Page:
This was launched only as sedan and boasted of high level interior. The interior was equipped with tachometer instrumentation, electric door mirrors, electric door locks, electric windows and standard wheel covers and clock. LX had cable clutch transmission of 5-speed and an optional automatic 4-speed transmission.
It was available as sedan and had upgraded features that gave it an upper hand over the previous models. SI – SI was the sportiest Honda Civic and was introduced only as hatchback. Features included tachometer, color matched bumpers, larger exhaust, dash clock, passenger door mirror etc. Additional options were fog lights and air conditioning. However, no automatic transmission and no automatic power steering were available.
This was launched as RT4WD and FWD versions. RT4WD featured 6-speed manual transmission or automatic 4-speed transmission. On the other hand FWD featured 5-speed manual transmission or automatic 4-speed transmission.
1992 – 1995 (5th generation Civic)
The 5th generation Honda Civic was sleeker and had its wheelbase increased to 101.3 inches and 103.2 inches for hatchback and sedan, respectively. This Honda Civic generation made use of lightweight materials so as to manufacture an efficient economy car. Also, cowl was raised in these cars that allowed crisper handling and smoother ride. Trims available were as follows:
- For hatchback – DX, CX, VX, Si
- For sedan – LX, DX, EX
- For coupe – DX and EX
1996 – 2000 (6th generation Civic)
The 6th generation introduced in 1995 retained its crisp handling that sprouted from double wishbone suspension at the front. In fact, this was the last generation that had Honda Civic with double wishbone suspension. Coupes were available in DX, EX and HX trim levels, Sedans were offered in LX, DX and EX trim levels and Hatchback line up was reduced to CX and DX trim levels.
During 1997, all Honda Civics had 14 inch wheels. DX models were now equipped with full wheel covers and LX sedans included air conditioning. In 1998, Civic Si made a re-appearance. The new Civic Si had many changes than the standard Civic. New features included stiffer anti-roll bars, progressive rate-springs, tower brace that enhanced cornering ride. It also featured four-wheel disk brakes, firmer suspension, side sills, 15 inch wheels, body side graphics and the like.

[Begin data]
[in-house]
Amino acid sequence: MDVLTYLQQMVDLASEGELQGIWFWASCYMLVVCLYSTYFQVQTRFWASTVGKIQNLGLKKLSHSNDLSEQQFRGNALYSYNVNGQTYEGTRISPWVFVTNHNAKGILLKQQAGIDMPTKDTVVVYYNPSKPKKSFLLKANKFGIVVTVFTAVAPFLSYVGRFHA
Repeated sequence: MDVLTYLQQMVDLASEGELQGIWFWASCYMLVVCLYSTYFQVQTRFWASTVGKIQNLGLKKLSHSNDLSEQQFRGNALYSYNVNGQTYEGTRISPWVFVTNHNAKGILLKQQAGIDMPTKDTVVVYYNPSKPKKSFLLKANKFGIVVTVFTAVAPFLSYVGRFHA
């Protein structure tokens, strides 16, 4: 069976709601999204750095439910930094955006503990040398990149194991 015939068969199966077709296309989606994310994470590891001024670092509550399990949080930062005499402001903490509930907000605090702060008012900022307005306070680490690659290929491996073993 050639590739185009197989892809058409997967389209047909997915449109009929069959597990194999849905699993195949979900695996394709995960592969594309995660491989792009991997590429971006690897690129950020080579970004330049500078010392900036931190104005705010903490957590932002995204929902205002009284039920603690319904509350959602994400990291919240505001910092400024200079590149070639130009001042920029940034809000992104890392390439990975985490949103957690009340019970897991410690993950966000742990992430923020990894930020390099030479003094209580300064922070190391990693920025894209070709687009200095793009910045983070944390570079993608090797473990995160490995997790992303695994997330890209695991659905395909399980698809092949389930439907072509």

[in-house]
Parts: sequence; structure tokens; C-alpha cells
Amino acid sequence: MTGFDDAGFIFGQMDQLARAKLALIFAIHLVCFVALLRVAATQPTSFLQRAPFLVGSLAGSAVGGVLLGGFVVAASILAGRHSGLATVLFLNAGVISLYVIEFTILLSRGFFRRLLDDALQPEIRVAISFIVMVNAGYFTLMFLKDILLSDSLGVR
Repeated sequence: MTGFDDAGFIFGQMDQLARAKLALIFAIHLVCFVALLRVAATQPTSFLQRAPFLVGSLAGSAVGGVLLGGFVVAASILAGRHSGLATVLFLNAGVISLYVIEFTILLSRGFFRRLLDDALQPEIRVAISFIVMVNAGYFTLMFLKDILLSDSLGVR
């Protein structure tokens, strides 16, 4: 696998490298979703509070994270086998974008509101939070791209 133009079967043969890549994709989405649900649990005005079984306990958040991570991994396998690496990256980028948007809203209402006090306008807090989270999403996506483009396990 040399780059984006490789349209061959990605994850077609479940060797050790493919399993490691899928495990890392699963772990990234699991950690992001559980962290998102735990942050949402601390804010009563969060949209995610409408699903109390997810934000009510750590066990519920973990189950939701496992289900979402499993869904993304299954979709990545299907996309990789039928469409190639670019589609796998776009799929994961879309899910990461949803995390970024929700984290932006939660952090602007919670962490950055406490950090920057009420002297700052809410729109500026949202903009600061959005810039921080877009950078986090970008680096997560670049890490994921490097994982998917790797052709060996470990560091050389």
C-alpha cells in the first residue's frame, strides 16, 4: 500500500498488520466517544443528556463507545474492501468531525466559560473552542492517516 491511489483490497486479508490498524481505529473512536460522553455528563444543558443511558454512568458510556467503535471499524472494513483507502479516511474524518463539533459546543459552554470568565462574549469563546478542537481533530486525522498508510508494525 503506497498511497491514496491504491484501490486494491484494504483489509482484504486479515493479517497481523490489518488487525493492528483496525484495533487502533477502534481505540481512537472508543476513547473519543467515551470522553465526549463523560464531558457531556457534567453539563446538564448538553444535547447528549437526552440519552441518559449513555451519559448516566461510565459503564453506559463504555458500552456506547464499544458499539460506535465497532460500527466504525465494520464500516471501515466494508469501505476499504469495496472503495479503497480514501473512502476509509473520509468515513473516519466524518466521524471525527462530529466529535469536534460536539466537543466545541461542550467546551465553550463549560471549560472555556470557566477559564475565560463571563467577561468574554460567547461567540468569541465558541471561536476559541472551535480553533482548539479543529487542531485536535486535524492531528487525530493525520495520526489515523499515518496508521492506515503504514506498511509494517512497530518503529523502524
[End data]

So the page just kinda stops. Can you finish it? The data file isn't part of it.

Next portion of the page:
Other than this, the Honda Civic was available in a wide range of colors from Cyclone Blue Metallic to Roma Red to Midori Green Pearl to many more.
2001 – 2005 (7th generation Civic)
2001 Honda Civic Model (7th generation) was released in 2000 and retained more or less the same exterior dimensions like its predecessors. However, the 2001 model came with increased interior space with a flat floor in the rear for rear seat passengers. Double wishbone suspension was replaced with MacPherson strut. In 2003, new tail lights were added to the Civic and in 2004 the front end was given a facelift with features like new headlights, grille and bumper.
2002 was marked by the arrival of Civic Si. The new Civic Si had its body style resembling that of the European-built hatchback. It featured 5-speed manual shifter, revised steering box, added sound insulation and 160-hp engine.
In 2003, the hybrid model set its foot in the market. It had 85-hp gas engine and offered the comfort of a Honda Civic Sedan. 2004 brought styling refinements; like LX now had 15 inch wheels; base models offered new center console, CD player and air conditioning. Honda Si was given 16 inch wheels and the hybrid model received height-adjustable driver seat.
2006 – 2011 (8th generation Civic)
The 8th generation Honda Civic offered 2-tier instrument panel. For this generation, Honda split the Civic into two platforms. One was for coupe and sedan and the other one was for hatchback that was designed exclusively for European market. The hatchback was available with three doors as well as five doors. An improved version of Civic Si was released in the US market. This Civic Si flaunted sportier exterior and many cosmetic alterations. Changes were also made in the exhaust system, suspension and wheels.
2012 – 2013 (9th generation Civic)
2011 was marked as the 9th generation of Honda Civic. This generation's Civic was introduced in North America in April 2011. In February 2012, it was launched in the European market too.
2012 Honda Civic received some criticisms for its cheap interior materials, frail exterior styling changes and degraded driving dynamics than its predecessors. As a result of harsh criticisms, Honda has introduced a revamped Honda Civic for the year 2013. The revamped Honda Civic boasts of many eye-catching features. These include the following:
- New front fascia
- Chrome accents
- Rear backup camera
- Pandora radio access
- Revised rear end that includes extra light clusters and new tail light designs
- Redesigned hood to name a few.
Apart from that, the 2013 Honda Civic has improved the quality of its interior material, as well as the handling and riding experience.